Ex Parte Quinn

Annotate this Case

549 S.W.2d 198 (1977)

Ex parte Sheldon QUINN.

No. 54125.

Court of Criminal Appeals of Texas.

April 13, 1977.

Mario J. Martinez and H. Davidson Smith, III, El Paso, for appellant.

Steve W. Simmons, Dist. Atty., and Douglas Gelo, Asst. Dist. Atty., El Paso, Jim D. Vollers, State's Atty., and David S. McAngus, Asst. State's Atty., Austin, for the State.


ONION, Presiding Judge.

This is an appeal from an order entered in the 205th District Court of El Paso County in a habeas corpus proceeding remanding the appellant to custody for extradition to the State of Indiana on the charge of theft of a 1969 Cadillac automobile of the value of $2,300.00 in violation of Burns Indiana Statutes, § 10-3030.

At the habeas corpus hearing the State introduced the Executive Warrant of the Governor of Texas and the supporting papers from Indiana. The appellant offered no evidence.

First, we shall consider appellant's contention that he was denied bail pending appeal after the habeas corpus hearing. It might be argued that if this appeal is affirmed, which it is, the question of bail is moot. Whatever may be the validity of such argument, it is observed that to raise such question it would be necessary for any appellant in an appeal from a habeas corpus proceeding ordering extradition where bail had been denied pending appeal to bring still another habeas corpus proceeding and bring an appeal from the continued denial of bail and hope that the second appeal would reach this court and be passed upon before the first appeal. Further, since the trial bench has been relying upon an Attorney General's opinion with which this court does not agree for the denial of bail pending appeal in extradition cases, the matter should be considered.

It is further observed that the appellant has fifteen days in which to file his motion for leave to file his motion for rehearing, and this appeal is not final until the mandate of this court is issued.

We observe that it was held in early cases of Ex parte Erwin, 7 Tex.App. 288 (1879), and Hobbs v. State, 32 Tex.Cr.R. 312, 22 S.W. 1035 (1893), that where an individual is held under and by virtue of an extradition warrant from the Governor, he is not entitled to bail.

In 1927 the Legislature enacted Article 857a, Vernon's Ann.C.C.P., which provided:

"In any habeas corpus proceeding in any court or before any judge in this State where the defendant is remanded to the custody of an officer and an appeal is taken to an Appellate Court, the defendant shall be allowed bail by the court or judge so remanding the defendant, except in capital cases where the proof is evident. The fact that such defendant is released on bail shall not be ground for a dismissal of the appeal except in capital cases where the proof is evident." (Acts 1927, 40th Leg., p. 66, ch. 43, Sec. 1.) (Emphasis supplied.)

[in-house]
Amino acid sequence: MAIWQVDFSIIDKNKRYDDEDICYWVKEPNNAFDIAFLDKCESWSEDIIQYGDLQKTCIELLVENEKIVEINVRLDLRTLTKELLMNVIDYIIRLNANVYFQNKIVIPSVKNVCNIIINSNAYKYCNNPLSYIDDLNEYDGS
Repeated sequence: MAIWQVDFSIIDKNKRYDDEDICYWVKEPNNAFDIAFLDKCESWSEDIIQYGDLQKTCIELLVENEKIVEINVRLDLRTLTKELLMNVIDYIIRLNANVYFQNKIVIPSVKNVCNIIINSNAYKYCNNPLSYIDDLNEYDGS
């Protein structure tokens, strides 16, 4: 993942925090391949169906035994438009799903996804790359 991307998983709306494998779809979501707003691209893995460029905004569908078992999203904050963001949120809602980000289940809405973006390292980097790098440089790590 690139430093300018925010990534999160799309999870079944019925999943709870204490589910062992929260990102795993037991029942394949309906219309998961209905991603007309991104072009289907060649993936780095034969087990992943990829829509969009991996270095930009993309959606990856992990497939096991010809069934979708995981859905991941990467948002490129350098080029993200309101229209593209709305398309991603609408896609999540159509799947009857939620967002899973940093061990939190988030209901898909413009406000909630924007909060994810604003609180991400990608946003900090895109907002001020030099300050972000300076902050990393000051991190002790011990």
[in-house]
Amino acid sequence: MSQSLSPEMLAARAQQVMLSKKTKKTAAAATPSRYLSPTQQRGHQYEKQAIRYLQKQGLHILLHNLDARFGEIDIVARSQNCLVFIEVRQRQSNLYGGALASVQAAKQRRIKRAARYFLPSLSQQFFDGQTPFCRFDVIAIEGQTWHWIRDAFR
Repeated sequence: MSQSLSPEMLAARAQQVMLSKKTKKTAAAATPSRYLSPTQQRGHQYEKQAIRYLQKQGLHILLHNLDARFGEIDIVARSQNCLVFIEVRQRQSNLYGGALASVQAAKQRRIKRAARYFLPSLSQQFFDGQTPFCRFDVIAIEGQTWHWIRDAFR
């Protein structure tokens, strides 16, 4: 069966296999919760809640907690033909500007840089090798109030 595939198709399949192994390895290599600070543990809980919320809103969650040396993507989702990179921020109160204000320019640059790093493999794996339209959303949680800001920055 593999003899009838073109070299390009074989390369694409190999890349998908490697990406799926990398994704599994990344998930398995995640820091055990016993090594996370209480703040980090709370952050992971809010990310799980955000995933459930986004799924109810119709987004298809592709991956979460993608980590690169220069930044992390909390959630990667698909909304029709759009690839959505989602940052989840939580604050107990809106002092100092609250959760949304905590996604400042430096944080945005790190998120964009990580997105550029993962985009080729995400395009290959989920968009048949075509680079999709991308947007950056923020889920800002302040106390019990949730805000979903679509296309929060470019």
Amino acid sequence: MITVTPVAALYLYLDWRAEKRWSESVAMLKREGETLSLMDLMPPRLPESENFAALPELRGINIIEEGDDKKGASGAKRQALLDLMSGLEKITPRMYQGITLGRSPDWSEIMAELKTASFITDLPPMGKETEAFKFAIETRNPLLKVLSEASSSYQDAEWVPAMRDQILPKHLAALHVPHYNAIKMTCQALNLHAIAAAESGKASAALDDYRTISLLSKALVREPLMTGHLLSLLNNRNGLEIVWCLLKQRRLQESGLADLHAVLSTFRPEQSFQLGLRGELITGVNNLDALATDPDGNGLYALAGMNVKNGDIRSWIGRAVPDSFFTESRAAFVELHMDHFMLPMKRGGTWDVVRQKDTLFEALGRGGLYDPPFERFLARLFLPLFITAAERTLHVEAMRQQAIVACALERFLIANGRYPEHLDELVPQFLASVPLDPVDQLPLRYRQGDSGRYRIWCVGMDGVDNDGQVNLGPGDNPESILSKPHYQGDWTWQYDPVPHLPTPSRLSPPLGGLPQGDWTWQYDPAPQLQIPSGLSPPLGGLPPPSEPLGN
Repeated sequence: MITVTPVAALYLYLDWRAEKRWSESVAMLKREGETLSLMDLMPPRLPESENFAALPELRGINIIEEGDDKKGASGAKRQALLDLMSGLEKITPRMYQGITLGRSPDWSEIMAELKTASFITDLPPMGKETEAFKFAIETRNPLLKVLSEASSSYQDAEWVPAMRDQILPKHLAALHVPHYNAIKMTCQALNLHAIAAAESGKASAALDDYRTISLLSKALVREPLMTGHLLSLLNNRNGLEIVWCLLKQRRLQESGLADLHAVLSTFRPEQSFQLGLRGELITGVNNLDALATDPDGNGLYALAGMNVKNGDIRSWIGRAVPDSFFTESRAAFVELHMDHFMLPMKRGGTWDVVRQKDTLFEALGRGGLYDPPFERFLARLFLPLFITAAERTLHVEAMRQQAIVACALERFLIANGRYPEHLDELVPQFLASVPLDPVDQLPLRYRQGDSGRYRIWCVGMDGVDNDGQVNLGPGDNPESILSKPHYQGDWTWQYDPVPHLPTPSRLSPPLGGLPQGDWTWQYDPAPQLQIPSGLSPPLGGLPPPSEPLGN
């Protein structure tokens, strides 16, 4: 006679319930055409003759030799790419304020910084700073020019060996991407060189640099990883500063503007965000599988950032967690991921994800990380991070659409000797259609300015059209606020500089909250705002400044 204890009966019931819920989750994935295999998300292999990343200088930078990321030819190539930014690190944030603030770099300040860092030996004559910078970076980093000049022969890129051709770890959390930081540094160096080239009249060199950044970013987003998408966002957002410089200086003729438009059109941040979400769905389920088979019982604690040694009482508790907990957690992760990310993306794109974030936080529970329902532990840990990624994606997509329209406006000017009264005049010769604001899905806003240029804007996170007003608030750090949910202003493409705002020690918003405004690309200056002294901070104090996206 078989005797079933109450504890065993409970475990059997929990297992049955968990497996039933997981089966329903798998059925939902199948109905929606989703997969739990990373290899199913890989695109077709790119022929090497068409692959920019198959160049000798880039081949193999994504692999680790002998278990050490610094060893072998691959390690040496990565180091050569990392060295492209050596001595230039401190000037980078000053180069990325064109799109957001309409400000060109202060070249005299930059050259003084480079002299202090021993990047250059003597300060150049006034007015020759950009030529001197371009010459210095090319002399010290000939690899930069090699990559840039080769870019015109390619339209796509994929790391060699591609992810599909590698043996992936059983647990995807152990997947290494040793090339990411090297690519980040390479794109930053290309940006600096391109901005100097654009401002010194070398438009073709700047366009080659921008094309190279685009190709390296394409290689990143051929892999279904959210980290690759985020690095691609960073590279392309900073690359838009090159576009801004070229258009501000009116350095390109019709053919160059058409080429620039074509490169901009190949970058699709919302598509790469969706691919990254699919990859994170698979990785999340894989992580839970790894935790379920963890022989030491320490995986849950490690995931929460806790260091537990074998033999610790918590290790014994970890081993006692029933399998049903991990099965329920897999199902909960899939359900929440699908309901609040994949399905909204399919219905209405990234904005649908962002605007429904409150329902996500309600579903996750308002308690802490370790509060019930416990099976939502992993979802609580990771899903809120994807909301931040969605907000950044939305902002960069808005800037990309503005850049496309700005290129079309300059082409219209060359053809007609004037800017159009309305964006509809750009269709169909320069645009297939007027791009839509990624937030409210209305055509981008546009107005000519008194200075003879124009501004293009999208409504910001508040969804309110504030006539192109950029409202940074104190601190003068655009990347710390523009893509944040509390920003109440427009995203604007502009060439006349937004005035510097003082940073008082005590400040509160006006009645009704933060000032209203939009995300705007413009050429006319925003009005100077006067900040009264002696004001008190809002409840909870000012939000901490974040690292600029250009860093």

In Ex parte Anderson, 133 Tex.Cr.R. 589, 113 S.W.2d 551 (1938), it was noted that the Erwin and Hobbs cases were decided when no statute such as Article 857a, supra, was in effect. The court then wrote:

"In those states having no statute permitting bail upon appeal in habeas corpus cases it has been quite uniformly held that bail should not be allowed where the party complaining was held upon extradition demand. In other states by statute bail is allowed upon appeal in habeas corpus cases except where the party has been remanded in extradition proceedings. But in those states having a statute similar to that passed by the 40th Legislature bail is allowed upon appeal even in extradition cases . . . "Our own Legislature not having excepted extradition cases from the operation of the statute passed in 1927 permitting bail upon appeal where one has been remanded upon habeas corpus hearing, we feel compelled to give it application in the present instance." See and cf. Ex parte Hawthorne, 151 Tex.Cr.R. 283, 207 S.W.2d 408 (1948). Cf. Ex parte Gallogly, 138 Tex.Cr.R. 115, 134 S.W.2d 666 (1939), holding Article 857a, supra, inapplicable to habeas corpus proceedings involving extradition for escaped felon from Georgia whose convictions were there final.

In 1951 Texas adopted the Uniform Criminal Extradition Act which became Article 1008a, Vernon's Ann.C.C.P. § 16 thereof provided:

*200 "Unless the offense with which the prisoner is charged is shown to be an offense punishable by death or life imprisonment under the laws of the State in which it was committed, a judge or magistrate in this State may admit the person arrested to bail by bond, with sufficient sureties and in such sum as he deems proper, conditioned for his appearance before him at a time specified in such bond; and for his surrender, to be arrested upon the warrant of the Governor of this State."

The statute made no provision regarding bail after the Governor's Warrant is issued. The act was silent as to such matter, and there was no express repeal of Article 857a, supra, which remained on the statute books. One statute expressly provided for bail pending appeal in any habeas corpus case except as otherwise provided, and the other statute was silent as to bail after the issuance of the Governor's Warrant. We observe no conflict between such statutes and know of no decision construing the statutes to be in conflict.

In the 1965 Code of Criminal Procedure, Article 1008a, supra, was brought forward as Article 51.13, Vernon's Ann.C.C.P., with § 16 unchanged and with the act remaining silent as to bail after the issuance of the Governor's Warrant. Article 857a, supra, was brought forward unchanged as Article 44.35, Vernon's Ann.C.C.P., indicating a legislative intent that in any habeas corpus proceedings, except as limited in the statute, the petitioner was entitled to bail pending appeal.

It is true that in some states which have adopted the Uniform Criminal Extradition Act the courts have construed it to prohibit bail in extradition cases after the issuance of the Governor's Warrant, including the situation where the prisoner has applied for habeas corpus or has appealed from a remand to custody following denial of habeas corpus relief. See Allen v. Wild, 249 Iowa 225, 86 N.W.2d 839 (1957); Buchanan v. State ex rel. Weiss, 166 So. 2d 596, 597 (Fla. App.1964); State v. Second Judicial Dist. Ct., County of Washoe, 86 Nev. 531, 471 P.2d 224 (1970); Wayans v. Wolfe, 30 Conn. Sup. 60, 300 A.2d 44 (1972); State ex rel. Howard v. St. Joseph Superior Court, 262 Ind. 367, 316 N.E.2d 356 (1974); Deas v. Weinshienk, 533 P.2d 496 (Colo.1975). These cases seem to rely upon the omission in the act of any reference to bail after the issuance of the Governor's Warrant. See Allen v. Wild, supra; State v. Second Judicial Dist. Ct., County of Washoe, supra. However, in none of these jurisdictions did there exist a statutory provision permitting bail on appeal in habeas corpus such as Article 44.35, supra.